In the second reading, St Paul reflects on his present situation to the Corinthians: that the many adversities of his missionary work were God’s plan for his spiritual growth. His sufferings offered with Jesus for the salvation of the world would result to a glorious reward for him and for all believers who did the same. He advises us to stop looking at visible things and concentrate on the invisible ones. He advises us to give material things their proper value. They must in no way be turned into idols; they must not be our aim in life. That leads to sin. People must use them to live and not live to accumulate them.  Our life here has a beginning and an end; we should wisely plan our life here as a preparation for eternity.  The Gospel reveals how Jesus was misunderstood by His own relatives. Many came to think that He was “out of His mind.” He was also criticized, slandered and rejected by the Scribes.  Jesus’ experience and sufferings give courage to us when we face unfair treatment and criticism in our lives.  Not everyone listened to Him when he said that we must love even our enemies; when he asked us to share our goods with the poor; when He told us to help those in need, whoever  they may be; when He told us not to seek revenge for whatever reason. The accusing Scribes represent those who even today fight and discredit anyone who wants to announce the Gospel. The message of Christ “disturbs” their plans, endangers their interests, threatens their power and so they resent it and are ready to strike by any means. The Gospel also tells us that it is not enough to be a physical member of the “Christian family”; our baptismal certificate is not enough. There is need for us to listen to our pastors and animators and put their words into practice even when in the eyes of many this seems to be madness.

                        Jesus was accused of being in league with the devil.  But he argued that it is not possible that the devil be divided against himself, because the devil, by his nature is an enemy of people, a killer. Whatever he does is against the life and happiness of the people. But the works of Jesus are the exact opposite; He helps people, cures them and gives them life. His actions, therefore, cannot be from the evil spirit. Anyone who does good to the people, gives food to the hungry and clothes to the naked and helps the sick, therefore, does the works of God.  Jesus also warns against “sins against the Holy Spirit.” There is of course a true possibility that Christians may blaspheme against the Spirit: those who commit the sins are those who oppose the good works of others, speak evil of them, or condemn them because they themselves are unwilling to do the same good deeds. It is difficult to admit one’s errors and mistakes, but it is more dangerous or wicked to deny the good done by those we do not like. We hope to achieve our full life when the evil in each of us is completely defeated. Happy Sunday!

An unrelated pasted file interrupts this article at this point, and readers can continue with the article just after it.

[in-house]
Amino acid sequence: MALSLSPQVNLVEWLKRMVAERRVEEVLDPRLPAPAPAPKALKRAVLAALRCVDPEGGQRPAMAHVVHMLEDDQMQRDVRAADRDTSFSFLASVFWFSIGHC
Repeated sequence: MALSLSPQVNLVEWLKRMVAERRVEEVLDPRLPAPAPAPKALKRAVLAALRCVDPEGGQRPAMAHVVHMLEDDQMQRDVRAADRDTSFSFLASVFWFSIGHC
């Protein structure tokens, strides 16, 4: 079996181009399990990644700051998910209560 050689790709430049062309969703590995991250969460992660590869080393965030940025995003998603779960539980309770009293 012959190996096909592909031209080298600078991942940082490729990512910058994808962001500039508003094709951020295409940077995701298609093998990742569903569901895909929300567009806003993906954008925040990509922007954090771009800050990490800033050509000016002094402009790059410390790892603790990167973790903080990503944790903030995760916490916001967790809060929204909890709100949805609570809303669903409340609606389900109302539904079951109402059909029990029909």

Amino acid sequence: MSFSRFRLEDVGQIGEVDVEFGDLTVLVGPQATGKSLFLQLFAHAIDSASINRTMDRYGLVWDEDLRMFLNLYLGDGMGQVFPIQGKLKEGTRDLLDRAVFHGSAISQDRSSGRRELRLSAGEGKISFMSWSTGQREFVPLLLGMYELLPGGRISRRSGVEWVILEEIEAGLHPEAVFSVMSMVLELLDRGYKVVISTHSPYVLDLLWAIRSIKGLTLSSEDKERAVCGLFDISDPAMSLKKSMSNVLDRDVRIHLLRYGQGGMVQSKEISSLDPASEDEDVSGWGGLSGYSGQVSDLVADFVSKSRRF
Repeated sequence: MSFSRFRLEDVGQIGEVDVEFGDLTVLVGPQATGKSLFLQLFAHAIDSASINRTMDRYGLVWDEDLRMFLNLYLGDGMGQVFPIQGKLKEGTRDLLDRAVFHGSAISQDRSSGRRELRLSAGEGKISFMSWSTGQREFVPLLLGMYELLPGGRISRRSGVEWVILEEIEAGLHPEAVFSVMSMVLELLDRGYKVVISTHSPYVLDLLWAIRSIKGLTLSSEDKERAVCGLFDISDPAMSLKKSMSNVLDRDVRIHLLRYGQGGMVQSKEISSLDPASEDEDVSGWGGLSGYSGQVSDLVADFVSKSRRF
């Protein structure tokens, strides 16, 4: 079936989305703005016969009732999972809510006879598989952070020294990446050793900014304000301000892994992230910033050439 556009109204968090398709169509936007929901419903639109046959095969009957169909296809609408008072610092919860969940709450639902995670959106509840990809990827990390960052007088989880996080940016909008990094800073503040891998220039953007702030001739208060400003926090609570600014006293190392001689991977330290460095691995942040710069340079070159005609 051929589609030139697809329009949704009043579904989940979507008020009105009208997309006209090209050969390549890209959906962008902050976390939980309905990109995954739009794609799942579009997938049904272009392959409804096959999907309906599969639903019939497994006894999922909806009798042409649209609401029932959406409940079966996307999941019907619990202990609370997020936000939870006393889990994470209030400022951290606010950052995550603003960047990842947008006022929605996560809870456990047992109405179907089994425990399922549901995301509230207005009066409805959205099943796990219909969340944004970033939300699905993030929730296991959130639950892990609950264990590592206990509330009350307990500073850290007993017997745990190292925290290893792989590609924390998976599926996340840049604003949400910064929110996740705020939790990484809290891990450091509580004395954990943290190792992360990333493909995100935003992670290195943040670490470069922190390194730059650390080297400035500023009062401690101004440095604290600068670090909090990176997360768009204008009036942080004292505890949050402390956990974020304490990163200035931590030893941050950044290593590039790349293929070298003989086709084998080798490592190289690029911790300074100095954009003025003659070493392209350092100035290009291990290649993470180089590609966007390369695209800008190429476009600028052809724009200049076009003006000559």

Finance Warden update

Please join us in welcoming our new Finance Warden Jim Brownrigg who was elected at our Parish meeting Sunday May 20th following mass.  We would like to thank Jim for accepting his nomination and joining St-AL’s Fabrique.  We would like to also thank every parishioner who was present at the ad-hoc meeting, your support and participation are always greatly appreciated.  Have a wonderful and safe summer!               Your Wardens Board



June Quinn                  5th  

Margaret Paiement    9th

Adeline Gendron         14th  

Kathy Amyot                17th    

Jane Pickering                       17th 

Carole Fraser              19th   

JoAnne Lambert 20th

Paulette & Ron Pearce – 24th (51st)    

David Dumaresq         29th



A family ring was found at St. Columban.  To claim it, please speak with a member of St. Columban’s Wardens Board or call the office 819-663-5244.